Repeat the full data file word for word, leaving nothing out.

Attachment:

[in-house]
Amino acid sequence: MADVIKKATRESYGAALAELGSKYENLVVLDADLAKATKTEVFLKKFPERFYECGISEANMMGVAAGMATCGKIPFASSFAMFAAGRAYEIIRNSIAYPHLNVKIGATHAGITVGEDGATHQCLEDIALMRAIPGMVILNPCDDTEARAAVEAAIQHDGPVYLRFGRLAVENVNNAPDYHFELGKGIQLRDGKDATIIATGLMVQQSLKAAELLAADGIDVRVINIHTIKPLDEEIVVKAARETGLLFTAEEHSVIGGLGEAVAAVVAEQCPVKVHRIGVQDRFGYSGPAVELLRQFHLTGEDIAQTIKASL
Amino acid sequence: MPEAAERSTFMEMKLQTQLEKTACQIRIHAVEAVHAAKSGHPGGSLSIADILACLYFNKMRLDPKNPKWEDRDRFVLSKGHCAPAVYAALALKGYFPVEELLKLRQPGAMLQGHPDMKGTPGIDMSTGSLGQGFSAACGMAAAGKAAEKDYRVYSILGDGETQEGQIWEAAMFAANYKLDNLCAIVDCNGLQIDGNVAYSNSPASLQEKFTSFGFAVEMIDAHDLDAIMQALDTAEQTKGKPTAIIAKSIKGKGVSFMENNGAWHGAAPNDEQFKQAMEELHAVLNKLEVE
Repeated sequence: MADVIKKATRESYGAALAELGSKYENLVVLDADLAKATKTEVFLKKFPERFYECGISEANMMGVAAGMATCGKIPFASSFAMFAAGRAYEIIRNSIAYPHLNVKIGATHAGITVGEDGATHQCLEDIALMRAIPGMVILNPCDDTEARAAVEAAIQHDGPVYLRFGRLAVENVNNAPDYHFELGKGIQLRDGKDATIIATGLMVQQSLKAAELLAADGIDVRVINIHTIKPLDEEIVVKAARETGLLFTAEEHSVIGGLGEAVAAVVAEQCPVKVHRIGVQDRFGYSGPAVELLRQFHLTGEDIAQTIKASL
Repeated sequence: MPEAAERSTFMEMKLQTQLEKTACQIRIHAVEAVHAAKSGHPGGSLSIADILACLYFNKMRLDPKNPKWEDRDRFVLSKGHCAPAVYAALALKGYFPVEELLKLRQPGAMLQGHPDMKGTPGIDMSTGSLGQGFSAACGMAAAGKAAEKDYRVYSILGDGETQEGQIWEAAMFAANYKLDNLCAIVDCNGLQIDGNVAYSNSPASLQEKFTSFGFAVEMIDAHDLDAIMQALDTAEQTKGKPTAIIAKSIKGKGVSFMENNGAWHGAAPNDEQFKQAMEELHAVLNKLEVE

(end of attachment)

[in-house]
Amino acid sequence: MADVIKKATRESYGAALAELGSKYENLVVLDADLAKATKTEVFLKKFPERFYECGISEANMMGVAAGMATCGKIPFASSFAMFAAGRAYEIIRNSIAYPHLNVKIGATHAGITVGEDGATHQCLEDIALMRAIPGMVILNPCDDTEARAAVEAAIQHDGPVYLRFGRLAVENVNNAPDYHFELGKGIQLRDGKDATIIATGLMVQQSLKAAELLAADGIDVRVINIHTIKPLDEEIVVKAARETGLLFTAEEHSVIGGLGEAVAAVVAEQCPVKVHRIGVQDRFGYSGPAVELLRQFHLTGEDIAQTIKASL
Amino acid sequence: MPEAAERSTFMEMKLQTQLEKTACQIRIHAVEAVHAAKSGHPGGSLSIADILACLYFNKMRLDPKNPKWEDRDRFVLSKGHCAPAVYAALALKGYFPVEELLKLRQPGAMLQGHPDMKGTPGIDMSTGSLGQGFSAACGMAAAGKAAEKDYRVYSILGDGETQEGQIWEAAMFAANYKLDNLCAIVDCNGLQIDGNVAYSNSPASLQEKFTSFGFAVEMIDAHDLDAIMQALDTAEQTKGKPTAIIAKSIKGKGVSFMENNGAWHGAAPNDEQFKQAMEELHAVLNKLEVE
Repeated sequence: MADVIKKATRESYGAALAELGSKYENLVVLDADLAKATKTEVFLKKFPERFYECGISEANMMGVAAGMATCGKIPFASSFAMFAAGRAYEIIRNSIAYPHLNVKIGATHAGITVGEDGATHQCLEDIALMRAIPGMVILNPCDDTEARAAVEAAIQHDGPVYLRFGRLAVENVNNAPDYHFELGKGIQLRDGKDATIIATGLMVQQSLKAAELLAADGIDVRVINIHTIKPLDEEIVVKAARETGLLFTAEEHSVIGGLGEAVAAVVAEQCPVKVHRIGVQDRFGYSGPAVELLRQFHLTGEDIAQTIKASL
Repeated sequence: MPEAAERSTFMEMKLQTQLEKTACQIRIHAVEAVHAAKSGHPGGSLSIADILACLYFNKMRLDPKNPKWEDRDRFVLSKGHCAPAVYAALALKGYFPVEELLKLRQPGAMLQGHPDMKGTPGIDMSTGSLGQGFSAACGMAAAGKAAEKDYRVYSILGDGETQEGQIWEAAMFAANYKLDNLCAIVDCNGLQIDGNVAYSNSPASLQEKFTSFGFAVEMIDAHDLDAIMQALDTAEQTKGKPTAIIAKSIKGKGVSFMENNGAWHGAAPNDEQFKQAMEELHAVLNKLEVE